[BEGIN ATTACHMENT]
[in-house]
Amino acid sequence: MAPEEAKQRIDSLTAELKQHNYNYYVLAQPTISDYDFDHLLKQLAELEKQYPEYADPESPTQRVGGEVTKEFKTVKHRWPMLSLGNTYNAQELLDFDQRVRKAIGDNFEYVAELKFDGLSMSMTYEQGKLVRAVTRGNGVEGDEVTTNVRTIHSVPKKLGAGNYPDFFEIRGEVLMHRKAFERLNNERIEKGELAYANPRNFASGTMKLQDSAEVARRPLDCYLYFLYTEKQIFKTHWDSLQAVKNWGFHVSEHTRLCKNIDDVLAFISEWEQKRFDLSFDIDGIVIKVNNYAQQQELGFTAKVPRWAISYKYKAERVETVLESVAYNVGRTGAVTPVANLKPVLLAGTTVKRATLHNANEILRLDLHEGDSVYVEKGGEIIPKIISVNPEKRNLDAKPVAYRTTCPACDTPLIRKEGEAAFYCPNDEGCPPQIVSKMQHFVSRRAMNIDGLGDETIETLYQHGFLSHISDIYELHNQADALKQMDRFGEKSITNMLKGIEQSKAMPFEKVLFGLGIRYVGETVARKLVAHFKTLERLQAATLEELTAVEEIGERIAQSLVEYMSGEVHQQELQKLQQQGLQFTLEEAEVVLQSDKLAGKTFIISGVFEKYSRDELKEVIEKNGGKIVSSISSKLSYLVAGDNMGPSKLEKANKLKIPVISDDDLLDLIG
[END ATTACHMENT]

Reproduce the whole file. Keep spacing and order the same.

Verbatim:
[in-house]
Amino acid sequence: MAPEEAKQRIDSLTAELKQHNYNYYVLAQPTISDYDFDHLLKQLAELEKQYPEYADPESPTQRVGGEVTKEFKTVKHRWPMLSLGNTYNAQELLDFDQRVRKAIGDNFEYVAELKFDGLSMSMTYEQGKLVRAVTRGNGVEGDEVTTNVRTIHSVPKKLGAGNYPDFFEIRGEVLMHRKAFERLNNERIEKGELAYANPRNFASGTMKLQDSAEVARRPLDCYLYFLYTEKQIFKTHWDSLQAVKNWGFHVSEHTRLCKNIDDVLAFISEWEQKRFDLSFDIDGIVIKVNNYAQQQELGFTAKVPRWAISYKYKAERVETVLESVAYNVGRTGAVTPVANLKPVLLAGTTVKRATLHNANEILRLDLHEGDSVYVEKGGEIIPKIISVNPEKRNLDAKPVAYRTTCPACDTPLIRKEGEAAFYCPNDEGCPPQIVSKMQHFVSRRAMNIDGLGDETIETLYQHGFLSHISDIYELHNQADALKQMDRFGEKSITNMLKGIEQSKAMPFEKVLFGLGIRYVGETVARKLVAHFKTLERLQAATLEELTAVEEIGERIAQSLVEYMSGEVHQQELQKLQQQGLQFTLEEAEVVLQSDKLAGKTFIISGVFEKYSRDELKEVIEKNGGKIVSSISSKLSYLVAGDNMGPSKLEKANKLKIPVISDDDLLDLIG